Jerry’s Patio Garden – Flowers Bloom First, Then Comes the Fruit

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This Week’s Picture:  The flowers are blooming.  It won’t be long before i see cucumbers at the end of those stems.  At least that is what I expect.  It won’t be the first time that I saw flowers and no fruit.

In the Days of my 1996 Garden

It had been nearly two weeks since the flowers, which were blooming all over the place, had fallen off and still there were no tomatoes, no melons, not much of anything.  Just a few squash and a few cucumbers here and there.  Probably had to do with the fact that the soil was not treated beforehand.  My request to start a garden came far too late to do any pre-treatment of the soil.

A Trip Into “the Woods”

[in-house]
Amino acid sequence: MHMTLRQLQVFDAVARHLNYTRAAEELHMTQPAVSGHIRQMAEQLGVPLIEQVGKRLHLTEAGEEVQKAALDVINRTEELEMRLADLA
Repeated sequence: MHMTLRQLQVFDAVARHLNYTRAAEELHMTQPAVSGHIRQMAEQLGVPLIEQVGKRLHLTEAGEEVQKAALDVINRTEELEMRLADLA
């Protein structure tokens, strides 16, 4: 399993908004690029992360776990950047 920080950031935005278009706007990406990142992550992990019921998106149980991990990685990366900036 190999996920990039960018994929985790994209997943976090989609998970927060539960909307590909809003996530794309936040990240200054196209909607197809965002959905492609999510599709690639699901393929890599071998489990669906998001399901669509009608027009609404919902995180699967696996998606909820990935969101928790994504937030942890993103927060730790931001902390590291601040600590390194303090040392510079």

After eyeing my disappointing crop one day, I decided to just take a walk into the forest area, which we referred to simply as “the woods”.  I was so disappointed, I did not check to see if I would be there along or not.  I was not on guard for any of the wild life (lizards, snakes, large moths, etc.) that terrified me.  I was generally terrifed by any critter that crawled, slithered or flew.  This afternoon I did not care.  I just walked deeper and deeper into the woods.  I walked alongside a creek that ran through the woods.  I was calmed my the rush of the water that flowed over the green, moss covered rocks.  It was a moment of peace for me as I stepped slowly across a path that was made by others.  As I walked I forgot all about my disappointment.  Bushes, reeds and ferns lined the river.  Pine trees, oak trees, and vines hanging from oak were everywhere.  I was lost in the moment but not lost in the woods.  I know the path would take me back home.  I finally remembered my garden.  Next year, I said to myself.  I saw a rotted stump of tree, about a foot tall whose roots clung to the ground.  I kicked it over, then watched the termites scurry all over the place.  I continued to kick away until I saw the reddish colored wood in the middle.  I picked up a limb that layed on the ground nearby and begin to knock away the rotted sections of the stump until the piece of reddish-orange wood stood out from the core.  Kindling, I thought.  Kindling was a great starter fuel for fires that were lit in wood burning stoves.  You could buy them from the stores that sold wood, sometimes the lumber trucks would drop off a bundle along with scrap wood from the lumber yard or sometimes you could find it in old rotted out stumps of trees.  I kicked the kindling until I heard a crack.  It was broken free.  I reached in with my hand and yanked it up.  I brushed off the dust and termites.  I smiled as I turned back to the path and headed towards home.